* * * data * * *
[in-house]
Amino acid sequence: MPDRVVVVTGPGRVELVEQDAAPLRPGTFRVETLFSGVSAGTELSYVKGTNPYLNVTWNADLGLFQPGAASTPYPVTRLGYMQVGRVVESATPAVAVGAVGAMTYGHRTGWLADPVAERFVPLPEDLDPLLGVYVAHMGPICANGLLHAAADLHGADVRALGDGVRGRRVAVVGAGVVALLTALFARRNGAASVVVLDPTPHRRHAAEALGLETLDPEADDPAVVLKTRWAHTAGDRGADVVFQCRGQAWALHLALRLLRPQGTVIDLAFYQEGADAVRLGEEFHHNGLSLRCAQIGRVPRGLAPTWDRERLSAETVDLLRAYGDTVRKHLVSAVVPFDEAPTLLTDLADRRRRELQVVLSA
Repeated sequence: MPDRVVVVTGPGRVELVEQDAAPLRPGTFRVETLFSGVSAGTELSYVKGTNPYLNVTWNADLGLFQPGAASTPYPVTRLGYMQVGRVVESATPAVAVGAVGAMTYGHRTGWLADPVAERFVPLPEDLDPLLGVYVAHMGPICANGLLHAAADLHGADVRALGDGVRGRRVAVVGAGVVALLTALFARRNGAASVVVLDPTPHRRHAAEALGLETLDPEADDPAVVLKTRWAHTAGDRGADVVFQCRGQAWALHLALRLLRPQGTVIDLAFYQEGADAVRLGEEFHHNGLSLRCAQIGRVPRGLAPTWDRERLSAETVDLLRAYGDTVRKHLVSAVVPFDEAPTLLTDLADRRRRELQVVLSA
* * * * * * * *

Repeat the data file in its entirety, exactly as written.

[in-house]
Amino acid sequence: MPDRVVVVTGPGRVELVEQDAAPLRPGTFRVETLFSGVSAGTELSYVKGTNPYLNVTWNADLGLFQPGAASTPYPVTRLGYMQVGRVVESATPAVAVGAVGAMTYGHRTGWLADPVAERFVPLPEDLDPLLGVYVAHMGPICANGLLHAAADLHGADVRALGDGVRGRRVAVVGAGVVALLTALFARRNGAASVVVLDPTPHRRHAAEALGLETLDPEADDPAVVLKTRWAHTAGDRGADVVFQCRGQAWALHLALRLLRPQGTVIDLAFYQEGADAVRLGEEFHHNGLSLRCAQIGRVPRGLAPTWDRERLSAETVDLLRAYGDTVRKHLVSAVVPFDEAPTLLTDLADRRRRELQVVLSA
Repeated sequence: MPDRVVVVTGPGRVELVEQDAAPLRPGTFRVETLFSGVSAGTELSYVKGTNPYLNVTWNADLGLFQPGAASTPYPVTRLGYMQVGRVVESATPAVAVGAVGAMTYGHRTGWLADPVAERFVPLPEDLDPLLGVYVAHMGPICANGLLHAAADLHGADVRALGDGVRGRRVAVVGAGVVALLTALFARRNGAASVVVLDPTPHRRHAAEALGLETLDPEADDPAVVLKTRWAHTAGDRGADVVFQCRGQAWALHLALRLLRPQGTVIDLAFYQEGADAVRLGEEFHHNGLSLRCAQIGRVPRGLAPTWDRERLSAETVDLLRAYGDTVRKHLVSAVVPFDEAPTLLTDLADRRRRELQVVLSA